As the Tri-State continues to battle the affects of the opioid epidemic, one program in Scioto County, Ohio is rallying around some of addictions youngest victims.
The mission of Operation: Grace is to help provide the children of addicts with the basics that their parents often do not provide. Dan Palmer approached the Scioto County commission with the idea for Operation: Grace in January. Palmer says his mission began when he attended the Ohio Attorney General’s conferences on heroin.
“I attended two. I came back and knew I had to get involved and do something,” Palmer says.
The need is particularly dire in the school system. Palmer says teachers have come to him asking for help with kids who lack basics like underwear, deodorant or a tooth brush.
Since January, Operation: Grace has expanded quickly. Palmer says he’s been humbled by the outpouring of generosity his neighbors have shown.
“The generosity of the people of Scioto county has been immense,” Palmer says.
One thing Operation: Grace does not have is used items. Palmer says the children they help have been through enough to earn something new.
The generosity doesn’t stop at the county line. MHP Hotels, who own the Marriott in Ironton, donated hundreds of bottles of shampoo, conditioner, soap and towels to help children who shower at school for lack of running water at home.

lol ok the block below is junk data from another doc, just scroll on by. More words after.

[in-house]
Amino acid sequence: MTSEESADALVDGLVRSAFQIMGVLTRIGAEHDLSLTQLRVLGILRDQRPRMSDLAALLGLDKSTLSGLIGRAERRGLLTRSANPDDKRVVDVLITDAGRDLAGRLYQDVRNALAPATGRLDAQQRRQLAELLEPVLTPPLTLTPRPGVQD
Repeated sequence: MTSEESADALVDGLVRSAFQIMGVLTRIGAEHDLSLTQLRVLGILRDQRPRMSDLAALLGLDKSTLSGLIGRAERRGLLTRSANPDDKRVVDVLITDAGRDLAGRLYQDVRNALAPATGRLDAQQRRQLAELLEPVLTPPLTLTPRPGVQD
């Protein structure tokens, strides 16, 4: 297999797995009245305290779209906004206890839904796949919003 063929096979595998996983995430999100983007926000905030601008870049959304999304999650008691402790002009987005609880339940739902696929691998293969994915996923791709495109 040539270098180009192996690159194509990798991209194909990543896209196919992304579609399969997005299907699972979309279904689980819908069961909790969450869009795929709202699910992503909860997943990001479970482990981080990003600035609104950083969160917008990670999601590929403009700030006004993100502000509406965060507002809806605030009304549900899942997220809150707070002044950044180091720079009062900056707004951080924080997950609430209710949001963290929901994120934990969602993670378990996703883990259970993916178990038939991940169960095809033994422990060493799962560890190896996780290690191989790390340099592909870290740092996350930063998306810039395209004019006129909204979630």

Most of the children Operation: Grace helps are referred by teachers in Scioto County or through the county drug court. Court officials say the resources provided by Palmer and Operation: Grace are invaluable.
“He’s awesome,” Court Administrator Dawn Keller-Phillips said of Palmer, “we can call over here and tell him ‘we have a child we removed today that has no warm clothes, no coat, no hat, no water at home’ and Mr. Palmer and the court work closely to make sure those situations are remedied.”
Operation: Grace has been distributing donations since May, but the need continues to grow. Palmer says just last week a school gave him the names of more than two dozen students in need of winter clothes.
Palmer says the stakes of the opioid epidemic are too high not to do all they can for the youngest victims.
“These kids didn’t ask for this. They didn’t ask to be in these families. And now they’re in a bad situation,” Palmer says. “We have to help them or were going to lose a generation of these kids.”
If you would like to donate to Operation: Grace, contact Dan Palmer at 740-547-8839.